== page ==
Tuesday, November 2, 2010

Turning Right? Push Left.

Counter-Steering, And The Hidden Truth

Want to have your mind blown a little? When you're riding a bicycle or a motorcycle and you want to turn right, you turn or push the handlebar to the right, right? Wrong. You actually turn or push the handlebar to the
left. No way! you say? Way. It's called counter-steering and you've been doing it since you were a little kid.

You think you're turning (or pushing) the handlebar to the right but you are not. If you did turn the handlebar to the right, you'd go left. A simple experiment will show you that this is true. Do this on a bicycle, not on a motorcycle. First find a very safe place to ride as this can be dangerous and your natural responses might be messed up for a little while. SERIOUSLY. DO NOT TRY THIS IN TRAFFIC. Ride your bike straight down a bike path or open parking lot, and then once you are moving steadily forward, firm your right arm and push against the right handle, slowly straightening your right arm and gently pushing the handlebar to the left. Your bike will begin turning to the right, not the left.

In fact, have you ever noticed that when you look over your left shoulder to check traffic behind you that your bike tends to drift left a bit (or a lot)? This is because you're pushing the left handlebar while you're doing this, either unconsciously or because you think that you have to "turn" the handlebar to the right to keep from going left. Next time you look over your left shoulder, just gently firm and push against the handlebars with your right arm and you will compensate for your left drift and stay centered in your lane.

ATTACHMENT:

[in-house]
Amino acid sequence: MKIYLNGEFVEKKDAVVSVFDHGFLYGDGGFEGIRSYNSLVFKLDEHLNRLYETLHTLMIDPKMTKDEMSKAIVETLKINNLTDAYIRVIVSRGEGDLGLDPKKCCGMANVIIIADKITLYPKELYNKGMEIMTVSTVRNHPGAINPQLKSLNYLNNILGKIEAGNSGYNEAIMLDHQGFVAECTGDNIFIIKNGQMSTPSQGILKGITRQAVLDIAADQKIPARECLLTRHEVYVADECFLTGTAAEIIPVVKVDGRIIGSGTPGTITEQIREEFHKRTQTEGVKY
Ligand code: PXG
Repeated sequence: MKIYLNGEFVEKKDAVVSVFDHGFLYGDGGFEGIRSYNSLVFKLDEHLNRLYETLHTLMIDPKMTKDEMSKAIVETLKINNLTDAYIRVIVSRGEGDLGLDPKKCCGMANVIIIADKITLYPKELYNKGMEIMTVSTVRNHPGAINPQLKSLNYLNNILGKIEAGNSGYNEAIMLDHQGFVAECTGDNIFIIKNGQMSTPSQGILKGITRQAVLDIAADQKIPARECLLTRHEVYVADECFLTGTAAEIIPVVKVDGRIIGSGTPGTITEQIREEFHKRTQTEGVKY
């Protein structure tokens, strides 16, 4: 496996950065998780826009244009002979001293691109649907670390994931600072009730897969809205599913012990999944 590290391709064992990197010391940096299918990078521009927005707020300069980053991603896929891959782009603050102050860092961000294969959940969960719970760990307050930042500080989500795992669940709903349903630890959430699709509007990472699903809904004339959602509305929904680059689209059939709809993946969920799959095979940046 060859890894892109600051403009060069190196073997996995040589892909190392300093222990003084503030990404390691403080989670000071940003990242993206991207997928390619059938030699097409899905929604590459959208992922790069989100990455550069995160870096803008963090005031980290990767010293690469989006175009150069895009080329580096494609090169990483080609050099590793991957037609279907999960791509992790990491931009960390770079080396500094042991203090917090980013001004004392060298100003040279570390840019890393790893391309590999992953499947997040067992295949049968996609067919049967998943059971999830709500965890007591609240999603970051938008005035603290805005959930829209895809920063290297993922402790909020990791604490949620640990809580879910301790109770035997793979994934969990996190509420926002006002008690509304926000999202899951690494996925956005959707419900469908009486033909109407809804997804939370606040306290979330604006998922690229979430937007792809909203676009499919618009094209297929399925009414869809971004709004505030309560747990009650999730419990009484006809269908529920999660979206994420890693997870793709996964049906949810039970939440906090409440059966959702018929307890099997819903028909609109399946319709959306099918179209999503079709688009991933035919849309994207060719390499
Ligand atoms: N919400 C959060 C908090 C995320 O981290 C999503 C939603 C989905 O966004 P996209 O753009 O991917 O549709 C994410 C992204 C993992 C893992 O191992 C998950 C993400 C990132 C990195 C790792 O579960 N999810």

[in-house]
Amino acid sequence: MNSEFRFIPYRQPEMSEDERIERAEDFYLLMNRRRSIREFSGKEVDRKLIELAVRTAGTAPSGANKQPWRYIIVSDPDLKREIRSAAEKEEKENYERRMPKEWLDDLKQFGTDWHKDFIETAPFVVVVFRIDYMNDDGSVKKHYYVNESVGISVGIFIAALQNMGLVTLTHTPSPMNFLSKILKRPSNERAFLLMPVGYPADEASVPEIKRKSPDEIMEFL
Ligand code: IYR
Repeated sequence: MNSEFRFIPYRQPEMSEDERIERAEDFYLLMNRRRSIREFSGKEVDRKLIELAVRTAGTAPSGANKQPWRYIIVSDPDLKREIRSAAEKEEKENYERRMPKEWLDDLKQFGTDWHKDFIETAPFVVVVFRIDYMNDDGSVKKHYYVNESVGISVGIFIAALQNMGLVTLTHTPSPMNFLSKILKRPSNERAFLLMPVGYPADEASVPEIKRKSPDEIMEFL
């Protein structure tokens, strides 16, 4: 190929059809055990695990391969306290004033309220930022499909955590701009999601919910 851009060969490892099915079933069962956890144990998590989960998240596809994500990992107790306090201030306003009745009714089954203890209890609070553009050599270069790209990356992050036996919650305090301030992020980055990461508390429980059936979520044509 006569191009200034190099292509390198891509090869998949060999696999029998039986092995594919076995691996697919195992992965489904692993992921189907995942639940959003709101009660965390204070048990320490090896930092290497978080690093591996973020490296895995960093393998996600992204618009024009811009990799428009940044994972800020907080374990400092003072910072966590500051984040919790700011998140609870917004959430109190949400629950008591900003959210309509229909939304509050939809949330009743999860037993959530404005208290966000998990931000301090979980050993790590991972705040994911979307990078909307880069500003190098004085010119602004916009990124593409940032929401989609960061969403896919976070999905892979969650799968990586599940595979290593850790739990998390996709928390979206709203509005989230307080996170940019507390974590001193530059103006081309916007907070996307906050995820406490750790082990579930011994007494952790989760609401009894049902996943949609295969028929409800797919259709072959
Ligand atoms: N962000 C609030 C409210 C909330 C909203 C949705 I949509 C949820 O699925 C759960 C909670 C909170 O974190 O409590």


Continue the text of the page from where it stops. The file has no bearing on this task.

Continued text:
There are some complicated physics explanations out there and even some controversy about what causes or affects turning, but the feeling I have is that the reason for this counter-steering phenomenon is that the front wheel is connected to this very loose mobile joint that allows your wheel to turn practically 360 degrees. When you press your right handlebar you are anchoring or restricting the ability of the wheel to turn left, so the whole bike actually swings to the left, around this point of stability that you have created. As it does this you have the illusion that your handlebars are turning to the right. Actually the bike is swinging around and "turning" right, not the handlebars. At least that's what I've come up with myself. I'm probably wrong about this, but that's what it feels like to me.

This is only true, by the way, for two wheeled vehicles. When you drive a car, what you think you are doing is what you are actually doing. You turn the wheel right to turn the car right. And just so you know, the term "counter-steering" is a phenomenon but it's also a specific technique used by motorcycle enthusiasts. I'm speaking of the phenomenon here, not the technique, which I know absolutely nothing about.

I know this just seems crazy and it sure did to me when a friend told me about it. But I went out immediately and tested it and was totally amazed to find that it was true. Once I "got it", I just went back to biking as I've always done, intuitively doing the right thing, but feeling like I'm doing something else. Every now and then I test this counter-steering thing and over and over I'm impressed that it's true.

Now I wonder....how many other self evident "truths" right under my nose are just as wrong...

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